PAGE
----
The passage of Colombo Port City Commission new law governing a reclaimed extension to the capital’s central business district will pave the way to sell 20 plots of land bringing about 5 billion US dollars of investment to Sri Lanka, an official said.
Sri Lanka’s Colombo Port City a joint venture with the state and China Harbhour Engineering Corporation has 100 hectares of land ready for construction.
The promoters will first sell commercial plots, which will bring in businesses activities and workers. The activities will drive the demand for residential plots.
In the next five year strategic plan 20 plots adjacent to Colombo’s central business district have been identified as pilot projects, for activities for which Port City will have natural advantages.
“These 20 plots in total are about 60 hectares of land, and at today’s price the investment will be about 5 billion US dollars,” CHEC Port City Assistant Managing Director Thulci Aluwihare told a forum organized by Veemansa Initiative, a Colombo-based think tank.
“And we want kick start and drive the demand. Law was actually the missing piece.”
Sri Lanka has unveiled a Colombo Port City Commission law, giving it extensive powers to approve investment without going to the Board of Investments, give tax breaks and regulate businesses in the most far-reaching ‘one-stop-shop’ designed so far.
It is expected to address several problems in Sri Lanka’s ease of doing business indicators that had kept back foreign direct investments.
The Port City is now completing the utilities and also creating an environment for some activities to take place.
“As of now close to 100 hectares of land ready for construction,” Aluwihare said. “By June this year we hope to complete all the bridges, roadways, and the boulevard, water and sewage before end of this year.
“Landscaping also before the end of this year and by mid-2022 all utility connections to the boundary of each plot on phase one will be completed.”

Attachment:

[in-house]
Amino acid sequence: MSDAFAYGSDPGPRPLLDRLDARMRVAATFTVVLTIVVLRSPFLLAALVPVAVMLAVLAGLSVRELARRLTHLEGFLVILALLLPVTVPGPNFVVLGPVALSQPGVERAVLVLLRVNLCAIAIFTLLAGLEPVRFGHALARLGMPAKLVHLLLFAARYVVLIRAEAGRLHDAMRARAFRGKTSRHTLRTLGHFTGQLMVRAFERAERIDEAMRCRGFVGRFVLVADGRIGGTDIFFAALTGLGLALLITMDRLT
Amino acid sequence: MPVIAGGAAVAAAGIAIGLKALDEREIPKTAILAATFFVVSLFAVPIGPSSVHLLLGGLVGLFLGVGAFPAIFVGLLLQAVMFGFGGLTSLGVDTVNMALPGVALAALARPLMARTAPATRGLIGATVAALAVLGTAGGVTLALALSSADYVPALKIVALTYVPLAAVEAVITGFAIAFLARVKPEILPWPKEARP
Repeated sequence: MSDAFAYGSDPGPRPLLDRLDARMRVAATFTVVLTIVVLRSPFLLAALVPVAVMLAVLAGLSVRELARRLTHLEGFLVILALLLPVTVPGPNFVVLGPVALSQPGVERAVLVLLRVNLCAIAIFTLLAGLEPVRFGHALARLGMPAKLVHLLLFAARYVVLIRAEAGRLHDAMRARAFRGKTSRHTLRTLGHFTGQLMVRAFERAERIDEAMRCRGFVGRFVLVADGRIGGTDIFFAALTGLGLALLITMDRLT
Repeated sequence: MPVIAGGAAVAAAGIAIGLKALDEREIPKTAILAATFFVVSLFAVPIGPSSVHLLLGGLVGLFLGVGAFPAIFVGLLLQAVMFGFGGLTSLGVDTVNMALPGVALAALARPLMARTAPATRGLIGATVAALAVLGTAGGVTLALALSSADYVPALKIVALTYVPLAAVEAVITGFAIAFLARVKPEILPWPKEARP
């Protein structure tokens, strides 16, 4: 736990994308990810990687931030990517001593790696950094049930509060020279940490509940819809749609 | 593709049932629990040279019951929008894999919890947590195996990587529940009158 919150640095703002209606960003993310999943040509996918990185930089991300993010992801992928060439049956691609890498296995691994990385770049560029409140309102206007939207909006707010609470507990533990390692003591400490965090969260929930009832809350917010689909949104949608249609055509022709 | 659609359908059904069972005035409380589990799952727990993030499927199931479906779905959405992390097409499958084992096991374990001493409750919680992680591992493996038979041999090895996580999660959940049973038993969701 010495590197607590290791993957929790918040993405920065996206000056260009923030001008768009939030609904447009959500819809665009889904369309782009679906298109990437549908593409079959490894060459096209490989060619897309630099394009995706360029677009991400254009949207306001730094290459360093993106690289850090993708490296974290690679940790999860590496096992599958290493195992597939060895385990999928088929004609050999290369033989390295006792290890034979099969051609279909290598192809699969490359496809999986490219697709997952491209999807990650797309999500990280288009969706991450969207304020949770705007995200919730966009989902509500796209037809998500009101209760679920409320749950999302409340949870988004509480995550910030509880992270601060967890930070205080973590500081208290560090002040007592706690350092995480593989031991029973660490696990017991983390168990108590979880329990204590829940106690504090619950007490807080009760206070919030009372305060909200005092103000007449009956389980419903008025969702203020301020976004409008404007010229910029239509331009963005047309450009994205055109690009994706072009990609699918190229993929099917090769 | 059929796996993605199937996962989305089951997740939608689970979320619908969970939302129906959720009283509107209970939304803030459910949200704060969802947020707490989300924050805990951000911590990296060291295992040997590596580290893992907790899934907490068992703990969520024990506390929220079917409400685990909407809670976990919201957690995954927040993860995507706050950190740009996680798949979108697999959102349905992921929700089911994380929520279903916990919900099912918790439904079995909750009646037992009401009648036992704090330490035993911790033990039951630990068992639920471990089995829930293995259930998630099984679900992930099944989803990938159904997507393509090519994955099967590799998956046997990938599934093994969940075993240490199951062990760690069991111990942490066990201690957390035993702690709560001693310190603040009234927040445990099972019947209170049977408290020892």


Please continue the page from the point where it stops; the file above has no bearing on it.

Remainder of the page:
In September 2020 an Aqua golf range was opened by the Prime Minister Mahinda Rajapaksa.
“Before the end of this year you will see the first down town duty free,” Aluwihare said.
“The beach and park will be ready for public before the end of this year, as well as some leisure activities we have planned.”
Aluwihare said 40 out of 74 buildable plots of land are allocated for commercial development which will bring investments and business activities while 34 plots are for residential use.
Out of 269 hectares reclaimed, China Harbhour will get 113 hectares, 91 will be common areas vested in the government and the balance 60 odd hectares are land the government can sell and earn revenue.
“In designing the Port City plan it is important to emphasize that there was significant emphasis given to create a vibrant business hub district, because of its extension to the existing CBD (central business district),” he explained.
“So the master plan was devised in a manner that Phase One consists of about 40 plots of the total 74 plots which is very much tilted or geared towards attracting investments for commercial spaces,” Aluwihare said.